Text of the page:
Former Uncharted writer, Amy Hennig, has said that the gaming industry and community should be open to the idea of welcoming more people into the medium as opposed to seeing it as an “elite” hobby.
Hennig was talking at Reboot Develop 2019, where she discussed the recent accessibility debate sparked by Sekiro: Shadows Die Twice‘s difficulty, and the future of interactive entertainment among other topics.
Like Cory Barlog, Hennig separated difficulty from accessibility, and said that the latter is all about “being good humans” and understanding that some players may be at a disadvantage. As far as difficulty is concerned, she believes it can open new markets for the games industry.
“We have to be open to the idea that we can welcome more people into our hobby,” she said. “The people we can reach are being unserved by interactive content. I don’t believe they’re non-gamers. It’s incumbent on us to meet them where they are.”
Hennig added that games don’t necessarily need to have fail states and set backs, that they can simply be experiences that everyone can enjoy.
“There’s this exclusive attitude about our medium and our hobby that I don’t think is actually healthy,” she continued. “Can we widen our horizons and take what we need to do, and be first to market in this place where other people are going to try to come in and clumsily do something? And they’re going to put a stink on the whole thing because they don’t know what we know or how to do it.”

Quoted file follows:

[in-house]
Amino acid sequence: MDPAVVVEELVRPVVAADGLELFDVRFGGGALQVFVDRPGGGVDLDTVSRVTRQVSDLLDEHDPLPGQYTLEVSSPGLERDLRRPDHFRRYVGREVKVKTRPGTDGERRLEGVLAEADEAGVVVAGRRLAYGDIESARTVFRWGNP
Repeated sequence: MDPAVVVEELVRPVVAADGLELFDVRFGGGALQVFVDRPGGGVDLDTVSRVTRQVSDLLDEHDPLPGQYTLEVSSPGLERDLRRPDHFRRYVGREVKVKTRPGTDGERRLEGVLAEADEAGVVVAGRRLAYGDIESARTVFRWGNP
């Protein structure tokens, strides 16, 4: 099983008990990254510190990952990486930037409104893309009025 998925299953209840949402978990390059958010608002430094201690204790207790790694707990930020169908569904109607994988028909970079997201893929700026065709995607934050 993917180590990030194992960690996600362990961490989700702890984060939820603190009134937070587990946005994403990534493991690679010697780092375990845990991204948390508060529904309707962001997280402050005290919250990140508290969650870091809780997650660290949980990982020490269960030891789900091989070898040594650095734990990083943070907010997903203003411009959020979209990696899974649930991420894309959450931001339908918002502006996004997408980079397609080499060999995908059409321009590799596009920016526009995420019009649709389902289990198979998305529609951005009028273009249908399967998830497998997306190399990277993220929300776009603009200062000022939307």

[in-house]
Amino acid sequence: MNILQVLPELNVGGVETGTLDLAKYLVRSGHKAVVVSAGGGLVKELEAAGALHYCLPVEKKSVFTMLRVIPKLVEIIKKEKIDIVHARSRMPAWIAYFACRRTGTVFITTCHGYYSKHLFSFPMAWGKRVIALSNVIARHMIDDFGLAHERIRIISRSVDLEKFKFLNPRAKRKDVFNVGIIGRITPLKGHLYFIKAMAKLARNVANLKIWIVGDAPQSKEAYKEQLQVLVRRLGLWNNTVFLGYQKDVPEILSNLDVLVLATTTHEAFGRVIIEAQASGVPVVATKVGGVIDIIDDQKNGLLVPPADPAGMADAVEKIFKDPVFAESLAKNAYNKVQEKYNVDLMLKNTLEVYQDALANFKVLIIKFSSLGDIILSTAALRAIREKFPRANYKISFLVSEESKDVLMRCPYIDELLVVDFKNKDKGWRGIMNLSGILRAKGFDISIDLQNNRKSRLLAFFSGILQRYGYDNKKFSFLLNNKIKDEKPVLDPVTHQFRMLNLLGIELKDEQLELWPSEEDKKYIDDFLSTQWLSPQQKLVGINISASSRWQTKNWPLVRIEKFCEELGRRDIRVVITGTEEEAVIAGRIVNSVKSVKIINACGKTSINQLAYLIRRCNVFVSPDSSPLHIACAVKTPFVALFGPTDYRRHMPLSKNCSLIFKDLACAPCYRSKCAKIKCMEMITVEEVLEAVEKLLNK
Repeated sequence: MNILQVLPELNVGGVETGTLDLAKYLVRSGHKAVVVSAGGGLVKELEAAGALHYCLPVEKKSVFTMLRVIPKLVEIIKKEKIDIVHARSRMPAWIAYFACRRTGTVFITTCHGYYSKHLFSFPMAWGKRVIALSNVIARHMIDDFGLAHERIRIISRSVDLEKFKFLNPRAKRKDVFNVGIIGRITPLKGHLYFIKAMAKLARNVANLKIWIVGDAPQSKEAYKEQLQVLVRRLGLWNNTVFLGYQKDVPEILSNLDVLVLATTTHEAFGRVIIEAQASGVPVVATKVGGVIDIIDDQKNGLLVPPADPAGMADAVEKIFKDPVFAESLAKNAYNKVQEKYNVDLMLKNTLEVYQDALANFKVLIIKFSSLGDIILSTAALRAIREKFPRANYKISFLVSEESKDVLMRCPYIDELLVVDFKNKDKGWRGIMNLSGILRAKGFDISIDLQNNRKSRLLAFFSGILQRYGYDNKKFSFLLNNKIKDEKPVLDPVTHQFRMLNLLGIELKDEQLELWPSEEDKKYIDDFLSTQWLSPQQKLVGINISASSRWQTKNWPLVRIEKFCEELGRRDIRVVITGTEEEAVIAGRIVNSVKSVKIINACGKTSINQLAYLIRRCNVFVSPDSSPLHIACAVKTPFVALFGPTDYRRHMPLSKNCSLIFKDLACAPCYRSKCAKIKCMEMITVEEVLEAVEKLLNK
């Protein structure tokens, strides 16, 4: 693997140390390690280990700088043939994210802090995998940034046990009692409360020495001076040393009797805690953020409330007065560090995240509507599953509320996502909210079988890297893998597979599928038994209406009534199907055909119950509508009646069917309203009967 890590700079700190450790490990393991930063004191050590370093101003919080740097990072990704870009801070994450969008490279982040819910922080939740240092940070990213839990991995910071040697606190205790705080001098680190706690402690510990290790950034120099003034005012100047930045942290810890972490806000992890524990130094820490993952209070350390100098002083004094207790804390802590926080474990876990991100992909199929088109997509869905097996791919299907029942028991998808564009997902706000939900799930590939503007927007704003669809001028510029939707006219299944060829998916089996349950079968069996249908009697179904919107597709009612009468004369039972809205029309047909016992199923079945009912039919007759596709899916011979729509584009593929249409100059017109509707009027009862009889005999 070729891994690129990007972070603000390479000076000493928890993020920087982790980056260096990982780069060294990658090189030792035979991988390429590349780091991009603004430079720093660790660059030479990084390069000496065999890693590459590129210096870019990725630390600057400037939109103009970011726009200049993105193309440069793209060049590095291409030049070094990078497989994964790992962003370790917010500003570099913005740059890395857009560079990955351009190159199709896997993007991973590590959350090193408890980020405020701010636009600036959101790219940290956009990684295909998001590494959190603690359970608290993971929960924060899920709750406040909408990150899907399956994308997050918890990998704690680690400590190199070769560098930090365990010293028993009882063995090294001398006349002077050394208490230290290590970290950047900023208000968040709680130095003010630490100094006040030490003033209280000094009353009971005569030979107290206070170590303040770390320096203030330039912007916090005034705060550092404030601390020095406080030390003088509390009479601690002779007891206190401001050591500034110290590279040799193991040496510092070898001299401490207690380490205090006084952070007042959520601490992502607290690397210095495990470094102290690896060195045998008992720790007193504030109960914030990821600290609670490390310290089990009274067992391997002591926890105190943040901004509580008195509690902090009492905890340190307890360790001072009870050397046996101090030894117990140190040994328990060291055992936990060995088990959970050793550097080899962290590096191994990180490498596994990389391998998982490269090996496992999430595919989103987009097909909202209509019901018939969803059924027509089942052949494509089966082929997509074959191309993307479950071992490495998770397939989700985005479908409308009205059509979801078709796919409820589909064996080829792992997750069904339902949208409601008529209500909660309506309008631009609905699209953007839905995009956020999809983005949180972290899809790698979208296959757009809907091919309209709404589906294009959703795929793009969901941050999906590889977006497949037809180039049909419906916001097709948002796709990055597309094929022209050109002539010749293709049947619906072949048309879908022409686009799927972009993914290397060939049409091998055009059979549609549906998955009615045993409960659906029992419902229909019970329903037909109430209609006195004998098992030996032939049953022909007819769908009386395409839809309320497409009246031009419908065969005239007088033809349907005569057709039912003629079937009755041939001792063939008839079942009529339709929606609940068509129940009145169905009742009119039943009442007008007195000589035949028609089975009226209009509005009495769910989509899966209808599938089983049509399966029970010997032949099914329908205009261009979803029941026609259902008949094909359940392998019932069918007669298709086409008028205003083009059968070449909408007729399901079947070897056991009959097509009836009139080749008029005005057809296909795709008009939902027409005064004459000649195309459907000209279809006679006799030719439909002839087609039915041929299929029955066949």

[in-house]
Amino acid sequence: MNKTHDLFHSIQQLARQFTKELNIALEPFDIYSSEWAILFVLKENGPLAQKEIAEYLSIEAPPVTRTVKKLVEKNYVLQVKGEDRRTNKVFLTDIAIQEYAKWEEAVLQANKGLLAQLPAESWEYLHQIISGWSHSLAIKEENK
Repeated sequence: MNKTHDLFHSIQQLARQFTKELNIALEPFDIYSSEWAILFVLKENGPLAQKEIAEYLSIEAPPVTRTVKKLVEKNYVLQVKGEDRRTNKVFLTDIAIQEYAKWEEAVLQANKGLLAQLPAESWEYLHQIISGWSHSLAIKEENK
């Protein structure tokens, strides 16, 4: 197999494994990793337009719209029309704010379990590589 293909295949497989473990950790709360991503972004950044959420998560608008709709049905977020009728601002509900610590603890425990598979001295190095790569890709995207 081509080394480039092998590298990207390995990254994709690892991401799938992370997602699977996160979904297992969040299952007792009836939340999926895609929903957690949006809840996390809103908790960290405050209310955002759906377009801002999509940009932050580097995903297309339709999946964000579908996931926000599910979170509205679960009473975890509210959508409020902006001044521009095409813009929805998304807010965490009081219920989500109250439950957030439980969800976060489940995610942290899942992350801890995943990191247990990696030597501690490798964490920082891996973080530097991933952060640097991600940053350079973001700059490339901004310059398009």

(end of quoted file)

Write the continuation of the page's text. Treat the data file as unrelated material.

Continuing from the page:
Hennig believes that games about competition, difficulty, and mastery should exist but she’s also of the view that the games industry needs to tap into the market that interactive entertainment hasn’t quite explored yet.
Hennig also clarified that her views are not meant to be a critique of the games industry, rather suggestions for appealing to more people.
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